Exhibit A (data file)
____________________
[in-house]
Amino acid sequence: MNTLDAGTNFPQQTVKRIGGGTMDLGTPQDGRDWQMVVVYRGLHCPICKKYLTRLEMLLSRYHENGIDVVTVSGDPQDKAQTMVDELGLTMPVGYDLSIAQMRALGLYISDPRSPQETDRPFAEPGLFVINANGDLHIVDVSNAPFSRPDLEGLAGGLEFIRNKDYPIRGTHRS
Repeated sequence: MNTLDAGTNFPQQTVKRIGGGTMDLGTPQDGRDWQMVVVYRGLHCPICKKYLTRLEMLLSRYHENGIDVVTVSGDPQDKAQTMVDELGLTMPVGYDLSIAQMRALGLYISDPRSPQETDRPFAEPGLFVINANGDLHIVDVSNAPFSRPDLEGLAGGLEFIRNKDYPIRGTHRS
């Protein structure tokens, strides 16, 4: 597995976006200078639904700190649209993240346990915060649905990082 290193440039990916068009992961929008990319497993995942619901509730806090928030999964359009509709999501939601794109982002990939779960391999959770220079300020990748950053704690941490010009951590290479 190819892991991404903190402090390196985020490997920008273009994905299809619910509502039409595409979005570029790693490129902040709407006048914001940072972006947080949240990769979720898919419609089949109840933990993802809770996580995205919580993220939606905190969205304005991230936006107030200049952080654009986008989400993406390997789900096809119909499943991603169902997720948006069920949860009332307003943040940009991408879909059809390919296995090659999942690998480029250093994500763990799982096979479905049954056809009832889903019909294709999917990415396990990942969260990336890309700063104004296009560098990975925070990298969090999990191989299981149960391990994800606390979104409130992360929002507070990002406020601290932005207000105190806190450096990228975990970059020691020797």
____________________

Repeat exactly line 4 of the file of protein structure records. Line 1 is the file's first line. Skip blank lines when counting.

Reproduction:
């Protein structure tokens, strides 16, 4: 597995976006200078639904700190649209993240346990915060649905990082 290193440039990916068009992961929008990319497993995942619901509730806090928030999964359009509709999501939601794109982002990939779960391999959770220079300020990748950053704690941490010009951590290479 190819892991991404903190402090390196985020490997920008273009994905299809619910509502039409595409979005570029790693490129902040709407006048914001940072972006947080949240990769979720898919419609089949109840933990993802809770996580995205919580993220939606905190969205304005991230936006107030200049952080654009986008989400993406390997789900096809119909499943991603169902997720948006069920949860009332307003943040940009991408879909059809390919296995090659999942690998480029250093994500763990799982096979479905049954056809009832889903019909294709999917990415396990990942969260990336890309700063104004296009560098990975925070990298969090999990191989299981149960391990994800606390979104409130992360929002507070990002406020601290932005207000105190806190450096990228975990970059020691020797």